PORK AGAIN. For sheer size, the so-called presidential, PNoy pork is worth a second, closer look.
The alleged amount is hefty at 1.3 trillion: about one-third of the national budget for 2004. Coming out with a staggering amount with a “PNoy pork” label stuck on it is a politically clever move: it pushes the Executive into the same line of fire heretofore aimed only at the Legislature and projects an image of a double-talking PNoy. The trick is in redefining “pork” your way.
My own digital dictionary defines “pork barrel” with a sense so simple that it means only “the use of government funds for projects designed to please voters or legislators and win votes.” And so to the world’s pork lexicon, the more intelligent among us added their own definition, such that “pork” is now any or all of the following:
1. A lump-sum item in the budget;
2. Funds allocated and released at the Executive’s sole discretion.
A definition is only worth its function in your own scheme of things. Our new “pork” so defined now covers more than a trillion pesos worth of budget items, in place of a measly 25 billion for PDAF (Priority Development Assistance Fund). What does it gain thereby, aside from our attention? It seems to impress on us its concern about corruption, and points to its choice of budget items as those prone to misuse. Thus, its advocates want them abolished.
Is the trillion-peso list warranted? Try these items from the list.
Internal Revenue Allotment or IRA — The annual share of local government units in the national internal revenue taxes which is automatically released to them, in accord with the Local Government Code of 1991. IRA is lump-sum, ergo it must be PNoy pork. So what? What do we get from calling it pork? The IRA is released to each LGU directly, as the Code provides, without need of any further action, and “which shall not be subject to any lien or hold back that may be imposed by the national government for whatever purpose.”The alleged amount for 2014 is 341.5 billion. On what account is it vulnerable to Executive corruption?
Debt Service Fund — An amount that is automatically budgeted to pay public debt, as the law, Executive Order No. 292, provided. The same law builds a fence around the fund by providing that it shall be used only for debt payment. The alleged amount is 352.7 billion. Lump-sum, ergo pork. But does calling it so change anything?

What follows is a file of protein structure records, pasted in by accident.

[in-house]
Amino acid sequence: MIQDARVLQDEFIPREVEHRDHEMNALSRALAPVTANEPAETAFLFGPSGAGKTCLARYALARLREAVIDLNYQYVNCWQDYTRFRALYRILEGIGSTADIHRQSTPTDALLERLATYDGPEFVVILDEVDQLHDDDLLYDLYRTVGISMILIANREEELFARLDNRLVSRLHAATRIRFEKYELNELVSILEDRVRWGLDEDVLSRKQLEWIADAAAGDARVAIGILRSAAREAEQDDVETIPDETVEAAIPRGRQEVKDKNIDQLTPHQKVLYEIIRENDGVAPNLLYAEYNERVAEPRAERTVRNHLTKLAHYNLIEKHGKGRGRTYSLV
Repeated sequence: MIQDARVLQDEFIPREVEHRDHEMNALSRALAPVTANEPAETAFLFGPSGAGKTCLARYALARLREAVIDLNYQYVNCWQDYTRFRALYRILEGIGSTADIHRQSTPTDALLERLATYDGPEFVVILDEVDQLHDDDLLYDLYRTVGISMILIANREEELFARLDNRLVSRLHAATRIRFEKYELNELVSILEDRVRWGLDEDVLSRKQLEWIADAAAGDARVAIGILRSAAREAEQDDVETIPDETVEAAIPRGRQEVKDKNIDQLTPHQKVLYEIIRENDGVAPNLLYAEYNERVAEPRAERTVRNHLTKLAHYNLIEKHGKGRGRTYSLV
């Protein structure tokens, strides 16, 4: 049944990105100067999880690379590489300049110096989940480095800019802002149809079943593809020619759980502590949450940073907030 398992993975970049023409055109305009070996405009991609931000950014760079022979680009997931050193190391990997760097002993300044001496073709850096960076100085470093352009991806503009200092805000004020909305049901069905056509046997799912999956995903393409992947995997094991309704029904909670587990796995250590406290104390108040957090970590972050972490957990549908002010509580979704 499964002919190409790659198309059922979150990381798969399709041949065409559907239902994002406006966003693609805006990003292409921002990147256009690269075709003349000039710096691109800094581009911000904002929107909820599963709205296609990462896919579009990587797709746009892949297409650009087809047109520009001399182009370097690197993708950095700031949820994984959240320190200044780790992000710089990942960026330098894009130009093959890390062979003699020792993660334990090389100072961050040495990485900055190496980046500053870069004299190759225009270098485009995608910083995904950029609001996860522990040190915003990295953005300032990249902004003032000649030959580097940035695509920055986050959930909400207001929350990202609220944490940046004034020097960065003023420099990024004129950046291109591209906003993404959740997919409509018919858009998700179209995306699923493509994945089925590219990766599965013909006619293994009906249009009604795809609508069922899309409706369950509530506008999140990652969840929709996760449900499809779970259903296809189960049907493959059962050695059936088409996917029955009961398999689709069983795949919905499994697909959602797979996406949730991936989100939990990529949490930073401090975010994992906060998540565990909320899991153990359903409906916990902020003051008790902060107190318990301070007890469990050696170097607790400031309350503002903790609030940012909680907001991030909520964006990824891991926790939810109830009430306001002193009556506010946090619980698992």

(Incidentally, another lump-sum item, Budget For School Buildings, allegedly amounts to 200 billion for 2014. The problem is a budget item under this label does not exist. The amount would seem even more farcical if you know that 200 billion is almost as big as the entire 2013 budget of the Department of Education.)
Lump-sums are necessities borne by the very nature of budgeting itself, which is “primarily forecasting of revenues and expenditure for government programs and projects.” Forecasts fall short of what’s expected and you allow for the unexpected by setting aside lump-sum amounts.
The trillion-peso pork idea also qualifies as “pork” any fund that is used at the “sole discretion” of the Executive, where “discretion” means the freedom to decide on what to do in a given situation.
Bias blinds. How you look at discretion depends on your purpose. If your crusade is against corruption, discretion is a liability. You’d adhere to the belief that equates discretion with corruption, such that, less or more discretion yields less or more corruption, in direct fashion. If the reasoning looks rigidly linear, it’s because it is assuming a world where no counter-check to the side effects of discretion exists.
But corruption comes in complex ways, in varying conditions, for different reasons. In real life, greater and clearer accountability may keep discretion from growing into corruption. Experts are also wont to say that corruption is a crime of calculation, not of passion. When the risk of getting caught is low, the penalties mild, and the rewards great — people tend to get corrupted. Crowd vigilance, free access to information, the right motivation may serve as counter-check
The focus on corruption comes at a cost, largely at the expense of public service. It tends to lead to centralization, command-and-control mode of management, by-the-book compliance with procedures, red tape. If you change your seat and look again, you’ll find that discretion actually confers some wonder. Good performance needs ample room and time to move around and move quickly; it presupposes the right degree of flexibility, or discretion. Discretion is a tool for quick decision and action.
My overall point is lump-sum and discretionary budget items are not by themselves bad: how you look at them depends on your purpose. The trillion-peso list may have served its propaganda purpose, but not clarity.
Its pork is phony.
Galang is a fellow of Action for Economic Reforms (www.aer.ph).